Publications by authors named "Hedwig J Eerkens"

2 Publications

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Cochlear Implant Magnet Dislocation: Simulations and Measurements of Force and Torque at 1.5T Magnetic Resonance Imaging.

Ear Hear 2021 Mar 2. Epub 2021 Mar 2.

Radiology and Nuclear Medicine, Amsterdam UMC, Vrije Universiteit Amsterdam, Amsterdam, The Netherlands Otolaryngology-Head and Neck Surgery, Ear and Hearing, Amsterdam Public Health Research Institute, Amsterdam UMC, Vrije Universiteit Amsterdam, Amsterdam, The Netherlands.

Objectives: Dislocation of the magnet inside the implanted component of a cochlear implant (CI) can be a serious risk for patients undergoing a magnetic resonance imaging (MRI) exam. CI manufacturers aim to reduce this risk either via the design of the implant magnet or magnet housing, or by advising a compression bandage and cover over the magnet. The aim of this study is to measure forces and torque on the magnet for different CI models and assess the effectiveness of the design and preventative measures on the probability of magnet dislocation.

Design: Six CI models from four manufacturers covering all the current CI brands were included. Each model was positioned on a polystyrene head with compression bandage and magnet cover according to the recommendations of the manufacturer and tested for dislocation in a 1.5T whole-body MRI system. In addition, measurements of the displacement force in front of the MRI scanner and torque at the MRI scanner isocenter were obtained.

Results: Chance of CI magnet dislocation was observed for two CI models. The design of the magnet or magnet housing of the other models proved sufficient to prevent displacement of the magnet. The main cause for magnet dislocation was found to be the rotational force resulting from the torque experienced inside the magnet bore, which ranges from 2.4 to 16.2 N between the models, with the displacement force being lower, ranging from 1.0 to 1.8 N.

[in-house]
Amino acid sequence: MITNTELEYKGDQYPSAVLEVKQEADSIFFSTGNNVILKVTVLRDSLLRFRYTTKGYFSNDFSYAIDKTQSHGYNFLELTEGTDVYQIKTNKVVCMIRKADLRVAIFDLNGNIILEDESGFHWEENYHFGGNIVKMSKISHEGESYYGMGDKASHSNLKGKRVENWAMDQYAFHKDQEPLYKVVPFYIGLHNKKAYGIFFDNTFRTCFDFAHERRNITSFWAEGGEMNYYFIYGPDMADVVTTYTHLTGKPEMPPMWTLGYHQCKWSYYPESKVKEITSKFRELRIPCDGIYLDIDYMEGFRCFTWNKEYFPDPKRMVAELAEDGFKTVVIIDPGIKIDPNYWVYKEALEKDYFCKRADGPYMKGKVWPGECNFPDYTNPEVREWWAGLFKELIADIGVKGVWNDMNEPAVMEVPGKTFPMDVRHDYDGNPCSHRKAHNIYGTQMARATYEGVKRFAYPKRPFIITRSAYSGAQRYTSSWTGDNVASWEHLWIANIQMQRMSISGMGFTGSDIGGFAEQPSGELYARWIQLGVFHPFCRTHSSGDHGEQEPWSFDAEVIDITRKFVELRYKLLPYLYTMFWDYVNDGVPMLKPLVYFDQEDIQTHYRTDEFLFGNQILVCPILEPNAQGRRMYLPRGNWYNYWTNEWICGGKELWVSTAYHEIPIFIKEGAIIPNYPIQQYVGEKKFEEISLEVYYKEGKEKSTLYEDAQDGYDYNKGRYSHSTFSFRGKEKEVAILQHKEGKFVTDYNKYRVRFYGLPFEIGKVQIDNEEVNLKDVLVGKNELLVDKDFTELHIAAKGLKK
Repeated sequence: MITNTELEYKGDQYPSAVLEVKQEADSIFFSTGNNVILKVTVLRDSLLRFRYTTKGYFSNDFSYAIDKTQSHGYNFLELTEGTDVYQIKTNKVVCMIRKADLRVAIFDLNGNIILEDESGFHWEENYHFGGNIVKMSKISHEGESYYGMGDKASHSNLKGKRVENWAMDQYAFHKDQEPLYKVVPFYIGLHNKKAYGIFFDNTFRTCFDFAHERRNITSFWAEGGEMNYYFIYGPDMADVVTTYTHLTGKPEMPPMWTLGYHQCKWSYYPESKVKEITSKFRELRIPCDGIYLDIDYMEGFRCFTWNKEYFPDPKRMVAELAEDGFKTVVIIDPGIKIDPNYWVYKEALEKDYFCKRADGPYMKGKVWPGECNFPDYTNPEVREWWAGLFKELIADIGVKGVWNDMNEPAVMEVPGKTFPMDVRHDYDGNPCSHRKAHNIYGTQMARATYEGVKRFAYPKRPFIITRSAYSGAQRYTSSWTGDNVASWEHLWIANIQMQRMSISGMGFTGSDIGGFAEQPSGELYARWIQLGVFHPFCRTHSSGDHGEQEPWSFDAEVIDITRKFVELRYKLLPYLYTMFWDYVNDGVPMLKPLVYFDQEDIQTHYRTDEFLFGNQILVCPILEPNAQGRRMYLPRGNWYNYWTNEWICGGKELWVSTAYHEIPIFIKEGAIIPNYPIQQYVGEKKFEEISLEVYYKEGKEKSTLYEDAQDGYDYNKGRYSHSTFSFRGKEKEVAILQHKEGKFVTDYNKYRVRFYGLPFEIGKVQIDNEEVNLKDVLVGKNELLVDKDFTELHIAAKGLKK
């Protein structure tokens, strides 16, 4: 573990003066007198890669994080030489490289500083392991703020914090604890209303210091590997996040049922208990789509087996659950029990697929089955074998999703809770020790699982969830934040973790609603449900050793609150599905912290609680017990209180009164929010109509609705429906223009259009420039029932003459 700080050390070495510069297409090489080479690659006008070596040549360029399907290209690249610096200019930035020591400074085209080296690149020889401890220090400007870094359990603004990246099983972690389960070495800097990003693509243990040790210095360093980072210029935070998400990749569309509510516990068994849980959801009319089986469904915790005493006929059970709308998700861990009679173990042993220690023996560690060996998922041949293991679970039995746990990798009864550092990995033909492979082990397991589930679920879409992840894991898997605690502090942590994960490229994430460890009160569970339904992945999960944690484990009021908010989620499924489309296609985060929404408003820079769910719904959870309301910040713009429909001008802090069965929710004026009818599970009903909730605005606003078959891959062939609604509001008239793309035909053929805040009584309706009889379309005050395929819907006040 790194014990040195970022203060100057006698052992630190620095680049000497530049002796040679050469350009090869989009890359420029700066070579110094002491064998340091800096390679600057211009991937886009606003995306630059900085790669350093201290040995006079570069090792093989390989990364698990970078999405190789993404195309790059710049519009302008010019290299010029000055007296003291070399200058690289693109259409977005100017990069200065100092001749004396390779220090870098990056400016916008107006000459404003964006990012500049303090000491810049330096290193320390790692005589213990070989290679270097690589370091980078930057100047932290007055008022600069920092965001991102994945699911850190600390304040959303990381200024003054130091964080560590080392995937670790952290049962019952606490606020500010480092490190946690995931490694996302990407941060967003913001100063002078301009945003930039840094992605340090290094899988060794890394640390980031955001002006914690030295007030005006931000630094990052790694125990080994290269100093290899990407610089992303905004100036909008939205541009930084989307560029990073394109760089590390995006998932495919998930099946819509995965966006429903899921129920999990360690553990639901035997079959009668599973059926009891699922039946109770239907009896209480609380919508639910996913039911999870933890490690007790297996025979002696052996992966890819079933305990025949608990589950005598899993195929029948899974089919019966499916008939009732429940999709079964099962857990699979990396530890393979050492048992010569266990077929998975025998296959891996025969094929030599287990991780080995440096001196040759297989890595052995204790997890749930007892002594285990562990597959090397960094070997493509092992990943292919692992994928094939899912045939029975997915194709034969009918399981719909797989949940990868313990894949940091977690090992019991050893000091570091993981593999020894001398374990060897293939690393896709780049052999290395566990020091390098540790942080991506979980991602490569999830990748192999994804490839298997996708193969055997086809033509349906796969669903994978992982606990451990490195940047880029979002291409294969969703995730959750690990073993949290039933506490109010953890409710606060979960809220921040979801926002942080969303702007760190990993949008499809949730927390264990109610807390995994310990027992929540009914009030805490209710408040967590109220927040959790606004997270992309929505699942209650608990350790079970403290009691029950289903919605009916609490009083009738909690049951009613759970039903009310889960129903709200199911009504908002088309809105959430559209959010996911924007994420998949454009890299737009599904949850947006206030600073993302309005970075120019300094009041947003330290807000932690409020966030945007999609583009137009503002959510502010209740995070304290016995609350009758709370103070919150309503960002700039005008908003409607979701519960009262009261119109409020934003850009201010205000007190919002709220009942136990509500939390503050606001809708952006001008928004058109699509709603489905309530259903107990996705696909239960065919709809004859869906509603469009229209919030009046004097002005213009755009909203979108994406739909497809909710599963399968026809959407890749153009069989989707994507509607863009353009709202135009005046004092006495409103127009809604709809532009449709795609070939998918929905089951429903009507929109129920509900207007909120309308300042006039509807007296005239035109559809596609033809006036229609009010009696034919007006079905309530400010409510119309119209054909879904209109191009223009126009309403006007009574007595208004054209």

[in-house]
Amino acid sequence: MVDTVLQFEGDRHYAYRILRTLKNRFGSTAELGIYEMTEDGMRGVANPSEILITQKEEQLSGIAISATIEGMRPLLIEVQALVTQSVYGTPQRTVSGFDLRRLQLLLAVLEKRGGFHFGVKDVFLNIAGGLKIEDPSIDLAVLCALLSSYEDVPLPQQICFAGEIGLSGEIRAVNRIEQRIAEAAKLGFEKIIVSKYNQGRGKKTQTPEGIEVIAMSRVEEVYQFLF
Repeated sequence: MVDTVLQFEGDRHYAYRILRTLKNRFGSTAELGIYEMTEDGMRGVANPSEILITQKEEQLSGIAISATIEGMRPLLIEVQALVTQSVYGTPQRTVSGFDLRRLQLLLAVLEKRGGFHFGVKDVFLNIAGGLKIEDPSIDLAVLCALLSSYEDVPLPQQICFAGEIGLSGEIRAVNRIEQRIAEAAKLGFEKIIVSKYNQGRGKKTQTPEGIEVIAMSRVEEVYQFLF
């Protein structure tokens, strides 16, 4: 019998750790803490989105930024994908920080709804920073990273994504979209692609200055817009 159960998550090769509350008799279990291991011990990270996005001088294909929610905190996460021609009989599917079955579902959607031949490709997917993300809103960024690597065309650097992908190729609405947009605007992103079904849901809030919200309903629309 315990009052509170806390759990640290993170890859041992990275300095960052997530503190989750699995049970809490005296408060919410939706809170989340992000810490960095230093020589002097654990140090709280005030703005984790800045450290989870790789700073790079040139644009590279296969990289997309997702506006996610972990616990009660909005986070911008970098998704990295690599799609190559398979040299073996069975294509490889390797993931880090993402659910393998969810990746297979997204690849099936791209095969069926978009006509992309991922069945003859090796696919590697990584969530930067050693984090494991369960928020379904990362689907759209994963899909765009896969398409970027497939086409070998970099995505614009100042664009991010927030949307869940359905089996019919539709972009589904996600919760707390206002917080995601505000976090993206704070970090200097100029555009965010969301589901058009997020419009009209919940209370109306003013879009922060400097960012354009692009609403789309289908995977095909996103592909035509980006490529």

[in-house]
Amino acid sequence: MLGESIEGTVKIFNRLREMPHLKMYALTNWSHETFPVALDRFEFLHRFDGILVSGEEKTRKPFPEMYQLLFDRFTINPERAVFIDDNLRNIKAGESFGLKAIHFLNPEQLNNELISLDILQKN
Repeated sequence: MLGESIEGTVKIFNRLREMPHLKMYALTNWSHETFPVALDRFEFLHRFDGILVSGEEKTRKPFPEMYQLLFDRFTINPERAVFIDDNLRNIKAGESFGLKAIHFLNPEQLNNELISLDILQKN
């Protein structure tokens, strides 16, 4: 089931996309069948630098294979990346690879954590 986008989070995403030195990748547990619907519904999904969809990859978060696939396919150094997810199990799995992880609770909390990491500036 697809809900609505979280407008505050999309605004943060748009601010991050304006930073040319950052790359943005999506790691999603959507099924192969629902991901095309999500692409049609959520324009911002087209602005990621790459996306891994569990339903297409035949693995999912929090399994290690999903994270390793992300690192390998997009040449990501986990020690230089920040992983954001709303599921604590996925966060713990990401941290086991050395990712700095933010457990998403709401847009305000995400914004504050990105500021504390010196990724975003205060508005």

Conclusions: In vitro testing shows that two CI models are prone to the risk of magnet dislocation. In these CI models, preparation before MRI with special compression bandage and a stiff cover are of importance. But these do not eliminate the risk of pain and dislocation requiring patient consulting before an MRI exam. Newer models show a better design resulting in a significantly reduced risk of magnet dislocation.
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http://dx.doi.org/10.1097/AUD.0000000000001013DOI Listing
March 2021

Vibration isolation with high thermal conductance for a cryogen-free dilution refrigerator.

Rev Sci Instrum 2019 Jan;90(1):015112

Leiden Institute of Physics, Leiden University, P.O. Box 9504, 2300 RA Leiden, The Netherlands.

We present the design and implementation of a mechanical low-pass filter vibration isolation used to reduce the vibrational noise in a cryogen-free dilution refrigerator operated at 10 mK, intended for scanning probe techniques. We discuss the design guidelines necessary to meet the competing requirements of having a low mechanical stiffness in combination with a high thermal conductance. We demonstrate the effectiveness of our approach by measuring the vibrational noise levels of an ultrasoft mechanical resonator positioned above a superconducting quantum interference device. Starting from a cryostat base temperature of 8 mK, the vibration isolation can be cooled to 10.5 mK, with a cooling power of 113 µW at 100 mK. We use the low vibrations and low temperature to demonstrate an effective cantilever temperature of less than 20 mK. This results in a force sensitivity of less than 500 zN/Hz and an integrated frequency noise as low as 0.4 mHz in a 1 Hz measurement bandwidth.
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http://dx.doi.org/10.1063/1.5066618DOI Listing
January 2019